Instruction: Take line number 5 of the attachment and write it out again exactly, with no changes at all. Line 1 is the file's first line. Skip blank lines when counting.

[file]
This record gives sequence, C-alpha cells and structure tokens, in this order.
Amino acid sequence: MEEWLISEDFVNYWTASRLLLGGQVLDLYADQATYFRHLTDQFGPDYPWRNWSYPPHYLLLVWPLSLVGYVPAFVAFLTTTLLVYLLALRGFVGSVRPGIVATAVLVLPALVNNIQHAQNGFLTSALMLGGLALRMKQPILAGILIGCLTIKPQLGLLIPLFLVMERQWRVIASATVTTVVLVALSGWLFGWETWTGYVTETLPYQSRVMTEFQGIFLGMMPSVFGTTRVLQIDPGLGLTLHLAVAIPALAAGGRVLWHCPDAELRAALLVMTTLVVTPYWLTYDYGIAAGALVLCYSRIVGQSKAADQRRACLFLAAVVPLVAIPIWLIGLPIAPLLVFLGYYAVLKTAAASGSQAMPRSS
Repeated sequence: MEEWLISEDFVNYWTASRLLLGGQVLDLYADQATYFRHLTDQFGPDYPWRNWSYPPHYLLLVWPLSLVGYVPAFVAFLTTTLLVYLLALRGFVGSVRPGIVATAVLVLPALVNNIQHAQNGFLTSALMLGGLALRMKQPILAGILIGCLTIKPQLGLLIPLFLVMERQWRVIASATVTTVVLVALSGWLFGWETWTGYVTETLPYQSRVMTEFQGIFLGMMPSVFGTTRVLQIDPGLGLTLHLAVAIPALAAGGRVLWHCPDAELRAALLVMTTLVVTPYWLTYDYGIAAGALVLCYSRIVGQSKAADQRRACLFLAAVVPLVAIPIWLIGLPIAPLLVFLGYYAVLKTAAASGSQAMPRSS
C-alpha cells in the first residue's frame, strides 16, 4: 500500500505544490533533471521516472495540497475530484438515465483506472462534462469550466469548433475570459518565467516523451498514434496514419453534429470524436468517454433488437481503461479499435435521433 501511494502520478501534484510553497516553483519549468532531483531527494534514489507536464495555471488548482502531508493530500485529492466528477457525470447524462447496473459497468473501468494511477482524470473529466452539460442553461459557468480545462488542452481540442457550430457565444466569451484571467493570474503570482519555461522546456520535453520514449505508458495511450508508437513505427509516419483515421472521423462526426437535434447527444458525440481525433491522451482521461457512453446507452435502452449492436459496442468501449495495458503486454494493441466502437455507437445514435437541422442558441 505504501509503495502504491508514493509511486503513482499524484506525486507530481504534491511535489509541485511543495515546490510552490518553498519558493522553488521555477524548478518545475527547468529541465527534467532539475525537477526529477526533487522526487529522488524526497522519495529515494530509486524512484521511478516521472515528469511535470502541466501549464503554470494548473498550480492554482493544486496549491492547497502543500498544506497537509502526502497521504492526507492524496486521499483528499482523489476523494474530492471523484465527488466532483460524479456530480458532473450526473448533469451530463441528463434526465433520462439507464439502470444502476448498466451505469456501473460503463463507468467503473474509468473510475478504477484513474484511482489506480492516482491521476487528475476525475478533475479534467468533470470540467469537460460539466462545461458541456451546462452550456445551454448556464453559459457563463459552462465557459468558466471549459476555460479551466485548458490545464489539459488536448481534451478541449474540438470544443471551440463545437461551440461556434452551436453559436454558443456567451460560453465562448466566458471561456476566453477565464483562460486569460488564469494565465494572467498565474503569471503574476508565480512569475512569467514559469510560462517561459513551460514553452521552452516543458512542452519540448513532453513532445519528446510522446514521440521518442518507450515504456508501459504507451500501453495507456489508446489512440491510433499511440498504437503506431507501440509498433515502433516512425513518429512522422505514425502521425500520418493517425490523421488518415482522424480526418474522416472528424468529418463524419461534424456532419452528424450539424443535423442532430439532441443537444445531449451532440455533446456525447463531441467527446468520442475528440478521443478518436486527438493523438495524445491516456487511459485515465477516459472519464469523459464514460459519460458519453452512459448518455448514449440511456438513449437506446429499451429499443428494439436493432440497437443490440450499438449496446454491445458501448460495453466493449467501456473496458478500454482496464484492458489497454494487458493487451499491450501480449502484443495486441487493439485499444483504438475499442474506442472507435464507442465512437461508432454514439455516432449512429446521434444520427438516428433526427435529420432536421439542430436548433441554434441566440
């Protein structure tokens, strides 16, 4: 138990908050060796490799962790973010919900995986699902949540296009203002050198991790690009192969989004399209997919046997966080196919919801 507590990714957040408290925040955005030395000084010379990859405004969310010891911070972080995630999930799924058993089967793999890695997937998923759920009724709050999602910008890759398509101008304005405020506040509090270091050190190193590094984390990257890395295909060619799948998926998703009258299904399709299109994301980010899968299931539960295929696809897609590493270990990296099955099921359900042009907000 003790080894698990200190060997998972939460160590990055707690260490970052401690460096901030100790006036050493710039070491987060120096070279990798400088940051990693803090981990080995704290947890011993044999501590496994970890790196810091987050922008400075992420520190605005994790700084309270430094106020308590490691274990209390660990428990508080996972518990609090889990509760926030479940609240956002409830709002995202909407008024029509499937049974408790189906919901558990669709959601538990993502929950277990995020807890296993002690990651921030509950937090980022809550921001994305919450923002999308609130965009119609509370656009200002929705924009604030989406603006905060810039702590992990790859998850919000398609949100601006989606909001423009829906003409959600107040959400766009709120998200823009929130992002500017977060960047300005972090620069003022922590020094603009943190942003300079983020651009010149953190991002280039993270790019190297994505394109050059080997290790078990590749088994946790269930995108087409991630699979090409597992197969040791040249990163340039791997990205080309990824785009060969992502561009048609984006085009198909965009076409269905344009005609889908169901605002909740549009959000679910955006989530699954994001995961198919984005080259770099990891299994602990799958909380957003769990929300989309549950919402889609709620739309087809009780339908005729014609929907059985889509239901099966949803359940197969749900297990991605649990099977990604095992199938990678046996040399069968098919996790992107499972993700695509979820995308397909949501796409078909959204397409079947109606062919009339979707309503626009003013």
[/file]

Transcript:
């Protein structure tokens, strides 16, 4: 138990908050060796490799962790973010919900995986699902949540296009203002050198991790690009192969989004399209997919046997966080196919919801 507590990714957040408290925040955005030395000084010379990859405004969310010891911070972080995630999930799924058993089967793999890695997937998923759920009724709050999602910008890759398509101008304005405020506040509090270091050190190193590094984390990257890395295909060619799948998926998703009258299904399709299109994301980010899968299931539960295929696809897609590493270990990296099955099921359900042009907000 003790080894698990200190060997998972939460160590990055707690260490970052401690460096901030100790006036050493710039070491987060120096070279990798400088940051990693803090981990080995704290947890011993044999501590496994970890790196810091987050922008400075992420520190605005994790700084309270430094106020308590490691274990209390660990428990508080996972518990609090889990509760926030479940609240956002409830709002995202909407008024029509499937049974408790189906919901558990669709959601538990993502929950277990995020807890296993002690990651921030509950937090980022809550921001994305919450923002999308609130965009119609509370656009200002929705924009604030989406603006905060810039702590992990790859998850919000398609949100601006989606909001423009829906003409959600107040959400766009709120998200823009929130992002500017977060960047300005972090620069003022922590020094603009943190942003300079983020651009010149953190991002280039993270790019190297994505394109050059080997290790078990590749088994946790269930995108087409991630699979090409597992197969040791040249990163340039791997990205080309990824785009060969992502561009048609984006085009198909965009076409269905344009005609889908169901605002909740549009959000679910955006989530699954994001995961198919984005080259770099990891299994602990799958909380957003769990929300989309549950919402889609709620739309087809009780339908005729014609929907059985889509239901099966949803359940197969749900297990991605649990099977990604095992199938990678046996040399069968098919996790992107499972993700695509979820995308397909949501796409078909959204397409079947109606062919009339979707309503626009003013």